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Santa's Grotty? (not at all)
Member Name: colin.lawson
Date: 09/10/04, updated on 13/10/04 (288 review reads)
Advantages: Very well produced, The best I have visited, FREE!!!
Disadvantages: Can be some long queues
Santa’s Grotto in the Metrocentre
The weather is turning colder, the nights are getting longer and that time of year is fast approaching. It’s almost time to think about all things Christmas. Things like the baby Jesus, Turkey, gifts, twinkling lights, snowmen and of course Santa, bless his red, fur-lined cotton socks.
One tradition that many families follow each year is taking their little ones to see good old Santa in his grotto at some place in their area. This usually involves paying an admission charge so that the wee ones can whisper what they want in Santa’s ear then they are given a few quick “Ho-ho-ho” type sounds, handed a ‘gift’ and whisked away before the next child is dragged in like some kind of yuletide kiddie sheep-dip.
All of this changed last year (Christmas 2003) when we took our children to see Santa at the Metrocentre.
Here, by the main entrance on the ground floor of the Yellow mall, Santa is in his own snow-filled wonderland surrounded by mechanical (and real live) elves and helpers. There is Xmas music playing at a nice subdued level with plenty to see while you wait to see the man himself. Be warned, there can be some long queues to see old Saint Nick at times but we went on a week day and the queue wasn’t all that bad, only about five or ten minutes.
The good thing about this grotto is that while you wait there is plenty for you to look at and enjoy. The Grotto takes up quite a lot of space and is not at all CLAUStrophobic (see what I did there?) . It is covered in snow, candy canes, reindeer, elves, snowmen, giant lollipops etc. etc. -This is no low budget affair and the wait soon passes, even the youngest children rarely get bored.
Once you get to a little wooden bridge you know you are close to the magical moment. A young elf then comes and collects you and takes you to see Santa in his Victorian style wooden grotto. He is seated on a large wooden and red velvet throne, all very classy. This has to be the real Santa because he looks like him in an immaculate traditional suit that positively emanates light.
He looks like Chris Cringle should, he sounds like him and by George he even smells like the real deal – no stale cigarettes or Jack Daniels aromas here. I swear I could smell sweet mince pies and cinnamon in the air as we stood by him, I was tempted to get on his knee and ask for a train set myself but the wife would have killed me and I weigh in at 18 stone so Santa may not have been fit for his work on Christmas Eve.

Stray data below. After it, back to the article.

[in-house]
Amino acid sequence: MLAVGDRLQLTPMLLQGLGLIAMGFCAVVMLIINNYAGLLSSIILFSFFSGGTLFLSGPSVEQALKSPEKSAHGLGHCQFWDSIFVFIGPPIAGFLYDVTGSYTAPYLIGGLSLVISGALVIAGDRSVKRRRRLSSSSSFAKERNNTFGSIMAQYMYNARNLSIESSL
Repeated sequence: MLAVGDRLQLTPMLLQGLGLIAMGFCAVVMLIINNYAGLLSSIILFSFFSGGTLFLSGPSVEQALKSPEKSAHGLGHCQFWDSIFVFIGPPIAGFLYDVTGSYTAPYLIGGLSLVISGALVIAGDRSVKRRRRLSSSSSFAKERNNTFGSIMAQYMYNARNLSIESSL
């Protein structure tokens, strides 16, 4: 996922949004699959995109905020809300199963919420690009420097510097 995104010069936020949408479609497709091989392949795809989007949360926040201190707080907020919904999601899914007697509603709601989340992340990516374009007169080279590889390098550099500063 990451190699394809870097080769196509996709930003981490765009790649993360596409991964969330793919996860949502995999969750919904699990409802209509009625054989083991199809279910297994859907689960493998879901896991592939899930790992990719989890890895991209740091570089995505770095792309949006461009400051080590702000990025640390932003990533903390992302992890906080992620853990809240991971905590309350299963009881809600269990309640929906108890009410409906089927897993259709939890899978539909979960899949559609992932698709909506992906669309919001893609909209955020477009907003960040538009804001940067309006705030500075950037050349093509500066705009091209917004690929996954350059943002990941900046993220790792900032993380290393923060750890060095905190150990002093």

Santa talks to the children in a jolly old voice that is like a doting grandfather, not at all scary and takes his time with each kiddie. He doesn’t rush the child and does not get flustered if the child is shy or bawls their little eyes out.
Once the child is good and ready Santa waves him or her off with a wave of his pristine white-gloved hand (you can take a photograph too if you want) and an elf hands you the gift for you little one in a wee Metrocentre bag. It is all a very nice experience and you don’t go away disappointed.
You may have noticed I have not mentioned the charge for this visit. That is because there was not one – it was FREE! Yes it cost absolutely nothing because various stores within the Metrocentre sponsor the grotto. This makes this meeting with Santa excellent compared to any other I have had over the years, some of which cost up to £5 and were not as good.
Surely the gift could not be up to much when we paid nothing. Well it was pretty good by most standards. The small goodie bag contained some vouchers for various stores in the Metrocentre, A Metrocentre musical CD from the Metrognomes, the Metrocentre’s own children’s entertainers who sing songs suited to teeny-boppers and finally a large Gingerbread man from Greggs (one of the sponsors). So I think that was pretty darn good for no fee.
The important thing is that the kids loved it and that alone would have been worth an admission fee, they went away thrilled to have met the real Santa. The children had the Gingerbread man to eat during the rest of our trip, we got some vouchers and they had a musical CD to play when they got home. Plus of course they have a picture of them with Santa to treasure, or wince at when they grow up, bring their first girlfriend home and we get the photo albums out.
As a parent I was happy because it made the kids’ day, it cost nothing other than a little time and it was a genuinely positive moment that the kids will remember for years. Can you say that about most other grottos?
After this experience I would recommend this grotto to anyone.
We live in Scotland but would be willing to drive the 140 miles to Gateshead again if the Grotto is as good as last year. I telephoned the Metrocentre today to enquire if the grotto would be the same format this year. The girl who answered the phone confirmed there would be a grotto but details weren’t available just yet. She suggested calling back at the start of November for more information.
The Metrocentre Information Line is on: